Dark mornings and even darker evenings with chilly grey days in between means winter is here — and with the cold season comes the winter blues.
If you or your loved one struggle with the “winter blues” you know how difficult it can be to make it through the holiday season. Although winter does bring in the festive holidays it also means less sunlight, shorter days and colder weather. As a result it leads to reduced physical activity, more sleep, less interest in activities, social withdrawal, unhealthy eating and a general sense of feeling low.
Continue reading “8 tips for dealing with winter blues in elderly”
Dementia is a group of neurological and progressive symptoms which is generally seen in older people. The symptoms worsen over time and gradually the person’s capacity to take care of himself or herself on their own starts to decrease. A risk factor can be anything that increases the likelihood of developing a particular condition.
Continue reading “6 risk factors and 4 tips for prevention of dementia”
“O sleep, O gentle sleep, Nature’s soft nurse, how have I frightened thee. That thou no more will weigh my eyelids down, and steep my senses in forgetfulness?” – William Shakespeare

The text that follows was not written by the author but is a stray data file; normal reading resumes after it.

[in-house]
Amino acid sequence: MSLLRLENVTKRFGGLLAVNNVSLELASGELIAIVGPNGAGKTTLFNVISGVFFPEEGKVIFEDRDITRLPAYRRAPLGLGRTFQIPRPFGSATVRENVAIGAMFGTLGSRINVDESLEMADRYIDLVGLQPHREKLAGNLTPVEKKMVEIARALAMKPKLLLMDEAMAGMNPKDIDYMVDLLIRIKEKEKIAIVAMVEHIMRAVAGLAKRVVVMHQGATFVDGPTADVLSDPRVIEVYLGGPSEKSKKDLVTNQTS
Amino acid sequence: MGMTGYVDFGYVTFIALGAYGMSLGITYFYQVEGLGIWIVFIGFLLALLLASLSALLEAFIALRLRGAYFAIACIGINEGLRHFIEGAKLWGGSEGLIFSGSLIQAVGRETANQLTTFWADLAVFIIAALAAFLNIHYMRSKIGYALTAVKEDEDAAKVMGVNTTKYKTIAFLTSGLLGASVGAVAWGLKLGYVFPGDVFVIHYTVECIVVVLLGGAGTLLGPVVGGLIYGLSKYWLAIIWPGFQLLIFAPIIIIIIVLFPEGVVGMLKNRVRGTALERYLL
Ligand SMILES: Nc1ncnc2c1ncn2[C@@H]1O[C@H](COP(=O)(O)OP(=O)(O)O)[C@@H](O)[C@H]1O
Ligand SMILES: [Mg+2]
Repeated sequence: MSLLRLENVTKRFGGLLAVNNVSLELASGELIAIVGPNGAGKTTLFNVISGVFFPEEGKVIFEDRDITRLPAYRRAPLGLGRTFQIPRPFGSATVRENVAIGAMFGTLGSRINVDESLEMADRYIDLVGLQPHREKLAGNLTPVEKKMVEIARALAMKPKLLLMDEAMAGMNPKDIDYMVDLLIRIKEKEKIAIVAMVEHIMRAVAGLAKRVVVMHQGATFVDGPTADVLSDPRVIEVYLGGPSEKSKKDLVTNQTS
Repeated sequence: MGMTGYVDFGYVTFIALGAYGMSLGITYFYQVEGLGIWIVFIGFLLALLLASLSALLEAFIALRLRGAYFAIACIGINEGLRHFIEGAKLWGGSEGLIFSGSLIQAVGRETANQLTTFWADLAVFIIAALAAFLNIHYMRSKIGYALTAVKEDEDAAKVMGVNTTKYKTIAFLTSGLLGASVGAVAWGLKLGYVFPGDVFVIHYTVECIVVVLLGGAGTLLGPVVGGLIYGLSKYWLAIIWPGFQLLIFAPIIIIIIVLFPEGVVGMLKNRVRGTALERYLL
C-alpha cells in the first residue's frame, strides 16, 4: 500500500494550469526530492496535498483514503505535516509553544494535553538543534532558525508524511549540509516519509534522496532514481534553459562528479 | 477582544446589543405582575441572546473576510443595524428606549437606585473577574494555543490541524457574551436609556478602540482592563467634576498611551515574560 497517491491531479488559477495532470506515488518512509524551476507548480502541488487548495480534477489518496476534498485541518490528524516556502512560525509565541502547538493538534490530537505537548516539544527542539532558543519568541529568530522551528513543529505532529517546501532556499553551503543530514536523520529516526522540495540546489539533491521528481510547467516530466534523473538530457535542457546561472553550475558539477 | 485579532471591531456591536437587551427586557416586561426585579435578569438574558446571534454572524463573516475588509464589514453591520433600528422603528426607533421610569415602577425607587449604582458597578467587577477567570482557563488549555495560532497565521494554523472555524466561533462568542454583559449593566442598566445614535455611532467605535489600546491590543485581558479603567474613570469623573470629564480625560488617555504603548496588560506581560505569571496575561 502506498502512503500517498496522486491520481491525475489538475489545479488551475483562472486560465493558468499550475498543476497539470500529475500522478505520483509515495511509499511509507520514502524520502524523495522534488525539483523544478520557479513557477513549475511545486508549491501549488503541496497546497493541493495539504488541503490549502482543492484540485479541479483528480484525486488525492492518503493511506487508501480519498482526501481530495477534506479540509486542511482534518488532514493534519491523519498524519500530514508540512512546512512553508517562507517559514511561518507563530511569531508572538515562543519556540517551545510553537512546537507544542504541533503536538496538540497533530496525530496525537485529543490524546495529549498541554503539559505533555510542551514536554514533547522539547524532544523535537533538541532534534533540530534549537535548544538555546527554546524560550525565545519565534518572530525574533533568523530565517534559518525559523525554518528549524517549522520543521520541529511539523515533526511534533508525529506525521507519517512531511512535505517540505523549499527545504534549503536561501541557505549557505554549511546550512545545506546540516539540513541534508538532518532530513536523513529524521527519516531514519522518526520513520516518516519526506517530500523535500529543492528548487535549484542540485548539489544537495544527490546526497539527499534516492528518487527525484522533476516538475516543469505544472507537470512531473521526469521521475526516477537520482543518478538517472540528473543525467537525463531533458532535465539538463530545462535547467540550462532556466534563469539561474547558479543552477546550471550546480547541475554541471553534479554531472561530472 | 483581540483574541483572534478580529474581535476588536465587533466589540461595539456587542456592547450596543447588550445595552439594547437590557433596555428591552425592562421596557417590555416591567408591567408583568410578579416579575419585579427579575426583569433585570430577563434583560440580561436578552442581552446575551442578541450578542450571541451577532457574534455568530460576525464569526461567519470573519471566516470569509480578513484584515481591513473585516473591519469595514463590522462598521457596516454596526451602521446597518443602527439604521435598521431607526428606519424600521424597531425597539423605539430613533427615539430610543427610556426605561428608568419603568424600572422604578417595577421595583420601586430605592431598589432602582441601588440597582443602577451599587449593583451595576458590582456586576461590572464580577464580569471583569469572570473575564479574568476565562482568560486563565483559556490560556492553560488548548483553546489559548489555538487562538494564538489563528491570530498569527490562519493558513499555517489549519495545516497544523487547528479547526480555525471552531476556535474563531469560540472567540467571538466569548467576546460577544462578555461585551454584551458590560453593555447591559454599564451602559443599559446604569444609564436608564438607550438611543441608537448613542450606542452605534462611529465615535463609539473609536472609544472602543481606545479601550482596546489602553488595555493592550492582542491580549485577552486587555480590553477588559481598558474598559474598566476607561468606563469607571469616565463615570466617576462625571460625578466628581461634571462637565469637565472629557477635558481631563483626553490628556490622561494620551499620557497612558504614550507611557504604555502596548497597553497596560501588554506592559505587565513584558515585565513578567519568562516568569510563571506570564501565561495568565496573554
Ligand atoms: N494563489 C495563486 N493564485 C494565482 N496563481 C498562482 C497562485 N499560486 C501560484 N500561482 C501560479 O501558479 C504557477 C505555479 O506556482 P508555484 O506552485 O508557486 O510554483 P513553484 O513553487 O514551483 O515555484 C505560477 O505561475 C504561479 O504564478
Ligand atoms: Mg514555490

Sleep really is nature’s soft nurse. We now understand that it is an important function of the body and not a passive state of nothingness. It is during our restful hours of sleep that our body actively restores itself. Sleep is especially important for elderly as it also helps improve your levels of concentration and memory. Sleep also allows the repair of cell damage and positively refreshes your immune system to help prevent diseases. Therefore sleep is essential for our overall health and wellbeing. Continue reading “8 tips for older adults to improve sleep”